Lieblich Gedeckt 16
                  Oktav 8
                  Flute 8
                  *Unreadable - Blurry Picture* 4
                  *Unreadable - Blurry Picture* 4
                  Mixtur II
                  Posaune 16
                  Trompette 8
                  Great to Pedal
                  Swell to Pedal

                  It has three external speakers, and no internal speakers that I'm aware of.

                  Any other thoughts would be greatly appreciated!


                  • #10
                    You can confirm that an Allen has no internal speakers if the front cover below the keydesk is wood. If there is gold accented cloth most likely speakers are in the unit even if not being used presently.


                    • #11
                      In the Stop List I don't see any mention of Alterable Stops. Didn't the MOS-2 organs have card readers?



                      • #12
                        From the stoplist, I'd say this is a garden-variety MOS single-computer organ. With presets instead of capture and no speakers in the console, it would be a 200 series instrument. No celeste, but the stoplist is otherwise adequate. The sounds of individual stops are quite realistic on these old MOS organs, but they have far less circuitry than modern digital organs, so there is obviously going to be less clarity and realism when you begin to pile on the stops. Not that they sound bad, but just be aware that it won't sound like a big modern digital.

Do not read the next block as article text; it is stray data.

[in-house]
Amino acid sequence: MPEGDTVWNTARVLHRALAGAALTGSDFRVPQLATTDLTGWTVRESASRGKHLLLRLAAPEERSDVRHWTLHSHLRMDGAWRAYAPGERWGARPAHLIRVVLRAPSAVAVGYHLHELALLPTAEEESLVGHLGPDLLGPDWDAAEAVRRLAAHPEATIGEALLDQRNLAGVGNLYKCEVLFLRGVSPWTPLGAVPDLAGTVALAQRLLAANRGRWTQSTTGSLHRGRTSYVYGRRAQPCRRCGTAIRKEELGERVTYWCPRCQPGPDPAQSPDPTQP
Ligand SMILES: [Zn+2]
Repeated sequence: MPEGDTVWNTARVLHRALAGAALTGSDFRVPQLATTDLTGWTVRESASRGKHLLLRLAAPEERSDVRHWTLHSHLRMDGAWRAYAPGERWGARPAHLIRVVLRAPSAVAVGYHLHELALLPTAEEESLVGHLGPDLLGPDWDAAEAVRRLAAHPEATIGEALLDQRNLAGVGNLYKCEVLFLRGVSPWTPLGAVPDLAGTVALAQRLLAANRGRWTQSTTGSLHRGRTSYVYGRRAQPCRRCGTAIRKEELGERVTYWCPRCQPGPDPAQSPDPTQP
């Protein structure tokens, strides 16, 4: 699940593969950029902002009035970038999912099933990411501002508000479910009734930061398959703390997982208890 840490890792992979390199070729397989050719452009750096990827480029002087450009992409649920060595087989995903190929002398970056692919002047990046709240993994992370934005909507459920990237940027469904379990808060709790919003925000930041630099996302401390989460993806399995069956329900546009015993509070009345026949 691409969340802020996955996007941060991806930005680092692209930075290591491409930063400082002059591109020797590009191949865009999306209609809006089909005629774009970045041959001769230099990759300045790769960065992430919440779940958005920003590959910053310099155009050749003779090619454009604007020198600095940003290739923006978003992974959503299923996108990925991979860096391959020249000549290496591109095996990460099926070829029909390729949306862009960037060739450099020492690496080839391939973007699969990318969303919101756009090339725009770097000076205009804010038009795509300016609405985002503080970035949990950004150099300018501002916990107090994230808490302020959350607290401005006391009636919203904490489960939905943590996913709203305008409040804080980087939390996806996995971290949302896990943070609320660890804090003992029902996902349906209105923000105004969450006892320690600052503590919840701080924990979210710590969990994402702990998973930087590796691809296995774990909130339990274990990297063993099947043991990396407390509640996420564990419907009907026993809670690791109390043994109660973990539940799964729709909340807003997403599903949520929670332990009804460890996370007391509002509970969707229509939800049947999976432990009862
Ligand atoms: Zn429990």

The three speaker cabinets are probably a single speaker for the "main" channel which projects the principals, strings, and reeds, and a two-box set for the flute/pedal channel, one of which contains a pair of 15" woofers and the other either a gyro or a pair of 12" and a pair of tweeters. This was Allen's standard speaker set before they started using HC-type cabinets in the mid to late 70's.

                        It's probably a little older than they're telling you. I'm basing this statement on the type of speakers and on the absence of the card reader/alterable voices in the stoplist. Without the card reader this must be a MOS1, not a MOS2 organ, as the card reader/alterables were standard on all MOS2 organs. I believe the last MOS1 organs were built in about 1980, and they had HC speakers by then, not the 3-box set you mention. Of course, they may have purchased it in 1982, and it could have been on the dealer's floor for 2 or 3 years before it was sold.